AFTER THE CRASH ALMOST EVERYONE REMARKED that the Concorde had had a stellar safety record in its previous 24 years of commercial operation. That a catastrophic failure of one of Goodyear’s tires could bring down the aircraft, with its 109 passengers and crew, came as a complete surprise . . .

Here’s another view. The Concorde was an icon of engineering arrogance and statistical ignorance. Forget about Concorde’s “24 years of safe operation.” Unless you’re a test pilot, paid to stretch the odds, don’t fly in an aircraft that’s 1 of only 12 like it. Favor mass-market products, like Firestone’s ATX [at the time, Ford and Firestone were deep in the Explorer roll-over fiasco]. It had a production run of 6.5 million. And it was grounded a lot faster than the jet was . . .

As they sifted through early accident reports, Firestone and Ford had to make hard calls about what was really going wrong, keeping in mind that in a million-vehicle fleet, some number of accidents are inevitable, however tragic that fact may be. The Concorde’s owners had to make their calls at the other end of the statistical curve, with far too little experience in hand. A company with millions of cars on the road has to discount a lot of real accidents. One with only a dozen aircraft in the air has to take every narrow escape as seriously as a crash.

The Concorde’s owners didn’t. The jet had already survived at least one burst-tire incident that gravely damaged a fuel tank. If the Boeing 747, a much more common plane of about the same vintage, had been as vulnerable as the Concorde, it would have experienced serious fuel-tank damage every few months. But the Concorde’s owners reacted to the harbingers of disaster much as NASA did when it downplayed early signs of trouble with the shuttle’s O-rings.

To say that they should have learned more from prior incidents is to miss the main point, however. Firestone and Ford may not have reacted as quickly as they should have when reports of serious accidents began to accumulate. The Concorde’s owners made a much more fundamental mistake. They opted to fly a 12-aircraft fleet.

There it is, the hidden lesson that few will see, and fewer will want to contemplate: complex systems inevitably produce a full spectrum of outcomes, not all of which can be planned for or mitigated. Or to state it another way, too much complexity spread over too few events and even fewer systems is a disaster waiting to happen. It’s true in nature, and it’s certainly true in the world of man made systems.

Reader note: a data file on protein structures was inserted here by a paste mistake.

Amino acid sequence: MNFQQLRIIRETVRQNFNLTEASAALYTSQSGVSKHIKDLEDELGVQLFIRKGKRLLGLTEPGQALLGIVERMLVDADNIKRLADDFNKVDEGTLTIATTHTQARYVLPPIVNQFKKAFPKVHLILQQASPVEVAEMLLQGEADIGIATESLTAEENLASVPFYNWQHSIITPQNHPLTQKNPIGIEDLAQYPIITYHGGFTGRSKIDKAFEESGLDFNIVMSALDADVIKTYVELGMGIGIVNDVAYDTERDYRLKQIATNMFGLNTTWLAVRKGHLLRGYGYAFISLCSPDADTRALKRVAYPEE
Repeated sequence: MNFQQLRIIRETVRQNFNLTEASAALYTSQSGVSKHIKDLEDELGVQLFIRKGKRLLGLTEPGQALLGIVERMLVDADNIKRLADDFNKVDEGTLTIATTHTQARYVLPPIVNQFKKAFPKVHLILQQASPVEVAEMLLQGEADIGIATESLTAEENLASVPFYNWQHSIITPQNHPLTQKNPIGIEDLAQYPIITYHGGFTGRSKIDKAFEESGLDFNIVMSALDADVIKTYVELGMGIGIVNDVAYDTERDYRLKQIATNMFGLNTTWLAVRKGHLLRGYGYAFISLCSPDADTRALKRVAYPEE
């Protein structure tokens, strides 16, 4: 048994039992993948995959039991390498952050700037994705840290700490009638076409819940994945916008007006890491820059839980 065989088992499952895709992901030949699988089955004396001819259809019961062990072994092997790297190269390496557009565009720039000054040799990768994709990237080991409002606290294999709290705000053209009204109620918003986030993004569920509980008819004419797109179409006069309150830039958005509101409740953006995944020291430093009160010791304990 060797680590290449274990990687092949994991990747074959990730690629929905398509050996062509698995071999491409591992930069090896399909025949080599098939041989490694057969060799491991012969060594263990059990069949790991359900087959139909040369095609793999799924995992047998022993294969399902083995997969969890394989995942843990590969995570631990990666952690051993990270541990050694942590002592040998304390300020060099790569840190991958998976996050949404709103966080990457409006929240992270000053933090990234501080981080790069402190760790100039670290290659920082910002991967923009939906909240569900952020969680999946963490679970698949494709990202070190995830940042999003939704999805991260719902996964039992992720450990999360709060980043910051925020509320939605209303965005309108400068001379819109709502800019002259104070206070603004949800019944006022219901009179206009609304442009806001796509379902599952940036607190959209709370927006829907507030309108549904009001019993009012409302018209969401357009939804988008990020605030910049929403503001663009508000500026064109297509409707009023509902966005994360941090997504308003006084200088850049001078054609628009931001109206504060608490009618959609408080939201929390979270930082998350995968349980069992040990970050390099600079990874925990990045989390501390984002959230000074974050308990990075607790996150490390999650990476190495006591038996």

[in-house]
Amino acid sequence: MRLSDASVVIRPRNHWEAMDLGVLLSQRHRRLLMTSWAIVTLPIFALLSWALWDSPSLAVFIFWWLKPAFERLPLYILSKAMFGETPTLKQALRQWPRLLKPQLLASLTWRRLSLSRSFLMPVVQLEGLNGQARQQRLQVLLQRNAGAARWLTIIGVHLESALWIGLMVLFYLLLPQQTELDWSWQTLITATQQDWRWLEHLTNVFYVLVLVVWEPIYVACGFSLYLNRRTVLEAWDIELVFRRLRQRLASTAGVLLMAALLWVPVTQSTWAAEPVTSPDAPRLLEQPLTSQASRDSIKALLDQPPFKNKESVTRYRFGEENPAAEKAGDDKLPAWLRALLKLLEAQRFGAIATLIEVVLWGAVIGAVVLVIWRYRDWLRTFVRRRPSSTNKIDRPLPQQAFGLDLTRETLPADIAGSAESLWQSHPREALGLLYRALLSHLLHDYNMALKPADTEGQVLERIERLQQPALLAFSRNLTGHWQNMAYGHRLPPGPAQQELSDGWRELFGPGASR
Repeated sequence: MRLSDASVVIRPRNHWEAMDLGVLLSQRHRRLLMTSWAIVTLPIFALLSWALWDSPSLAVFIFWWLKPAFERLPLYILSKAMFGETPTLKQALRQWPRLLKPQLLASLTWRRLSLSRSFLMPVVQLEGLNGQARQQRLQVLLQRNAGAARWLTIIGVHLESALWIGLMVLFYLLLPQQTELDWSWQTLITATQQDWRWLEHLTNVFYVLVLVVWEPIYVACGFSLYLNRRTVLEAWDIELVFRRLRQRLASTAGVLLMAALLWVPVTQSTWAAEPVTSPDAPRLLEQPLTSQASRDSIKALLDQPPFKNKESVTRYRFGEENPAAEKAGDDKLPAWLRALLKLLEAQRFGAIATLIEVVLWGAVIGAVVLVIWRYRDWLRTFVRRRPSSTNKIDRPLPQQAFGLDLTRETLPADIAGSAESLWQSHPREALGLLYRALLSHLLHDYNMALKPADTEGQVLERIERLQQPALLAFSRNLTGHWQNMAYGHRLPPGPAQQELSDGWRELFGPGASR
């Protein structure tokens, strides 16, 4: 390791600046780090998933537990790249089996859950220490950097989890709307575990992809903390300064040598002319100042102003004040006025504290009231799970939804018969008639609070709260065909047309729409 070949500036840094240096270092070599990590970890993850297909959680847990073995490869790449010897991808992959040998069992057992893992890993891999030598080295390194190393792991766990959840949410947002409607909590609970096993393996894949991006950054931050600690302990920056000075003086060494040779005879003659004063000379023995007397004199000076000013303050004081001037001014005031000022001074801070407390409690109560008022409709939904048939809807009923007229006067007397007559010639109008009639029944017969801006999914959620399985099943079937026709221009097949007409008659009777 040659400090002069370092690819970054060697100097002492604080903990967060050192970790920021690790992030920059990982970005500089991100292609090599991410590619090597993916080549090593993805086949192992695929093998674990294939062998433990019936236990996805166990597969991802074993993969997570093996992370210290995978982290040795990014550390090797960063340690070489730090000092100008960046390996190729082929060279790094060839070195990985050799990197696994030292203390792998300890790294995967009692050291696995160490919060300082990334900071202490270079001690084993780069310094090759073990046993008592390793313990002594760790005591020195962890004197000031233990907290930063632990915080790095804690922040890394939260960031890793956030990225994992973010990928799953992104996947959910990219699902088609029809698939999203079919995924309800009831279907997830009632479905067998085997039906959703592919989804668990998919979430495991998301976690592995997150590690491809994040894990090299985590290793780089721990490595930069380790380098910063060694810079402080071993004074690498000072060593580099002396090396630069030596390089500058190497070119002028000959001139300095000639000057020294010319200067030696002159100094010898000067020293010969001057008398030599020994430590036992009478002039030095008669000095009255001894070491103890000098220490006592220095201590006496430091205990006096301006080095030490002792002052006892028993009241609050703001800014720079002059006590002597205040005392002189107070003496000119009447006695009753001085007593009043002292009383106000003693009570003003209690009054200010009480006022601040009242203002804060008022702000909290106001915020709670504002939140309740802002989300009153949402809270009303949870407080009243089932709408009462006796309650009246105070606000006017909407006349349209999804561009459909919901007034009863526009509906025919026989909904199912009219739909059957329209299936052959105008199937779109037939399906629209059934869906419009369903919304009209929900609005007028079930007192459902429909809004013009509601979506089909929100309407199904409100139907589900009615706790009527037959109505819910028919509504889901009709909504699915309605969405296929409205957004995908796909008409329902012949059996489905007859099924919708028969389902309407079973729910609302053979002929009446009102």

• It was true for the Concorde. Eight percent of them have failed spectacularly. It is manifestly true of the Space Shuttle.
  • Of the six shuttles—Enterprise, Columbia, Challenger, Discovery, Atlantis, Endeavor—one never flew and two have been destroyed in stunning fashion.
  • And just to take one example from the world of business, the same seems true of AOL/Time Warner, an overly large, too hastily assembled, overly complex system—if we can use the word—if there ever was one.

Failure somewhere in all that complexity isn’t anomalous, it is inevitable. The only real questions were, “how big, how messy, and how soon?” As the noted psychiatrist C.G. Jung says in his essay, “Healing the Split” . . .

“Our intellect has created a new world that dominates nature, and has populated it with monstrous machines. The latter are so indubitably useful and so much needed that we cannot see even a possibility of getting id of them or of our odious subservience to them. Man is bound to follow the exploits of his scientific and inventive mind and to admire himself for his splendid achievements. At the same time, he cannot help admitting that his genius shows an uncanny tendency to invent things that become more and more dangerous, because they represent better and better means for wholesale suicide.”

Death of Certainty

Building and flying the Space Shuttle, or the Concorde, or AOL/Time Warner is an act of hubris, but that doesn’t, in and of itself, make doing it a bad thing. Unreasonable goals—like going to the moon or building an orbiting space station—are accomplished by otherwise reasonable men and women repeatedly saying “yes” when all the rational evidence around them says “no.” It is this sensibility that got Chris Columbus on a boat heading West. It’s what got Shackleton and his crew on a boat headed South. It’s what got Sir Edmund Hillary headed up. It’s what put Yuri Gagarin in space. It is how we, or at least some of us, are inclined to behave.